Farm life is underway. I will leave it to Melissa to write about the cleaning as I am only a bit player in that sphere of life. I will say that it was gross, but no more from me on that topic.
We tried to get the propane going on Thursday, but that was a no go as there is a leak somewhere. I have got to call a plumber. Getting a plumber to actually answer the phone is a whole other story. I have been given leads on four plumbers. Two are in teh phone book but their numbers are disconnected and two are not in the phone book as business or personal numbers. I will keep trying.
There sure is a lot of nature out at the farm. We went for a walk Thursday morning and the kids found a horned frog. We looked at it and it looked at us and we all went on our ways. There was no sign of the ducks. This could mean they are dead and it could mean nothing. Faith and Claire and I went on our own little walk looking at plants. There are several types of wildflowers that could look very nice in a house’s flower bed and we will see what we can get in the way of seeds later. There was one plant that has a small yellow flower and when it has run its course, it just loses all color. It does not wilt or change into burrs; it just turns white and brittle. I am trying to find out what that plant is.
Work on the farm seems to be a series of distractions. I believe that the success of the farm will rely on our ability to overcome the distractions. Yesterday I was going to relocate the clothes line. I pulled the poles out of the ground and as I pulled the second one out it turns out that I disturbed a wasp nest. The wasp immediately came after me and stung me on the top of my head. I went in to have Melissa look at the sting to see if was getting wild as my dad has quick and bad reactions to wasp stings. No problem for me. I sat there and Melissa was talking to me about how she had not swept or cleaned in the converted garage parts of the house. Since converting the existing garage to a laundry room is the first project I went out to sweep the garage. As I swept in the back corner I noticed movement in the corner behind the bookcase. Yes, it was a snake. I thought about how my grandfather had grabbed snakes and just snapped them to death and I thought I might try that since the snake looked like it was a rat snake. The same kind I had killed in the coop a few weeks ago. However, just to be sure I slid the end of a board into the snake to see what would happen. The snake coiled and rattled. Rather than a non-venomous rat snake I was now dealing with the venomous western rattle snake. I had thought about my use of a rake on the rat snake and while I got a dead snake out of the deal, I never did get it cut in half. I figured that maybe a shovel would work. I also figured that if I used a posthole digger it would be like using two shovels at once. I got up on the cabinet and struck with the posthole digger. The snake rattled, but much slower than when he had been tapped with the wood. He also moved from beside the cabinet to behind it. I moved the cabinet and climbed up again and there he was. He was not coiled. I started smacking him with the posthole digger. I dropped the posthole digger and he curled around it a bit. I went to the shovel and he died. Still, I did not manage to sever him. We left him behind the cabinet until sundown as I have heard that you should never take a dead rattlesnake for granted until it has stayed dead until after sunset. So I went inside to sit and get a glass water and watched the barn swallows fly by and feed their offspring. I did not get the holes for the clothes line poles dug. I did not get the garage swept out. I did not get much done at all.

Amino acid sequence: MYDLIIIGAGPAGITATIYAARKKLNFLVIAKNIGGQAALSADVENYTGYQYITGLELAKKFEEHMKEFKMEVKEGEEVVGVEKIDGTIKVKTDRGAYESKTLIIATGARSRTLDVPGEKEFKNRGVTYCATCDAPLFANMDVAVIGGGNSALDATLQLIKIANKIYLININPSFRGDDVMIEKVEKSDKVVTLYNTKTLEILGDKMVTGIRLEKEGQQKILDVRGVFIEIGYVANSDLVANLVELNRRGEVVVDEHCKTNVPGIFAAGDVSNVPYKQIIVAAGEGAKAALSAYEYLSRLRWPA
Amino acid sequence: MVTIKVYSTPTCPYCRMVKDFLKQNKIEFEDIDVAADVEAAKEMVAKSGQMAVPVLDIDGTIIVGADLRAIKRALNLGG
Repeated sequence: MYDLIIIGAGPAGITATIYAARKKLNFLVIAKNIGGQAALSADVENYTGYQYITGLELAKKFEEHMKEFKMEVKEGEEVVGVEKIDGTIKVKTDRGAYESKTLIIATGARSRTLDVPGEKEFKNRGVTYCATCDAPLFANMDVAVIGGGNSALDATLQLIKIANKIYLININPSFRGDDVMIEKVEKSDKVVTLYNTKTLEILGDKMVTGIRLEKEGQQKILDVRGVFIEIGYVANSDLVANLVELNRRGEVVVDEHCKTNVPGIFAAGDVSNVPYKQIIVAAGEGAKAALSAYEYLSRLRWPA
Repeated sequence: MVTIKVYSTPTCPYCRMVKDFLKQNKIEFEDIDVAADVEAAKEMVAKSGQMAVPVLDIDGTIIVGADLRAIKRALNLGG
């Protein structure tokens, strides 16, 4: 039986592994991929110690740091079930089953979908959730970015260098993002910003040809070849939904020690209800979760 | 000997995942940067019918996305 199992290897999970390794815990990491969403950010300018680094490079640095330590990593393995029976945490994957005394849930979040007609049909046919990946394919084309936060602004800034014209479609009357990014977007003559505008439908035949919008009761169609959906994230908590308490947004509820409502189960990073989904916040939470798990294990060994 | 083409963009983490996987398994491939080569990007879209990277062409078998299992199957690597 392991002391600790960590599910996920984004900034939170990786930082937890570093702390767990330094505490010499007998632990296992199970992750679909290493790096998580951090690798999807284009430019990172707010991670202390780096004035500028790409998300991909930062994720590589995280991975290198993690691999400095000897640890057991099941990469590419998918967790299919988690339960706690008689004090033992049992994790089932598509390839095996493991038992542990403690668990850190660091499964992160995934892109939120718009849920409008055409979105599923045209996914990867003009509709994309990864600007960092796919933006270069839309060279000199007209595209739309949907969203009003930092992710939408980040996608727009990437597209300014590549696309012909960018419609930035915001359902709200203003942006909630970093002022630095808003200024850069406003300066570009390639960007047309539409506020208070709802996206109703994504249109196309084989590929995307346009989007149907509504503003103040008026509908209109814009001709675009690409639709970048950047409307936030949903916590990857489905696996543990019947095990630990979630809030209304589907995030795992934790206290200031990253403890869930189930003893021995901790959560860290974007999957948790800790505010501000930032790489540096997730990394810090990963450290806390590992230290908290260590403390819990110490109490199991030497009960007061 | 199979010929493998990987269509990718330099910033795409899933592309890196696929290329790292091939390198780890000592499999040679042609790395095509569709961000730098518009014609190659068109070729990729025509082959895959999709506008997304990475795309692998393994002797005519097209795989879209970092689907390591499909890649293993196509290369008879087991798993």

Last night I took the snake’s body out and threw it in a ditch. It was about three feet long and the rattle had eight sections on it. I kept the rattle for myself.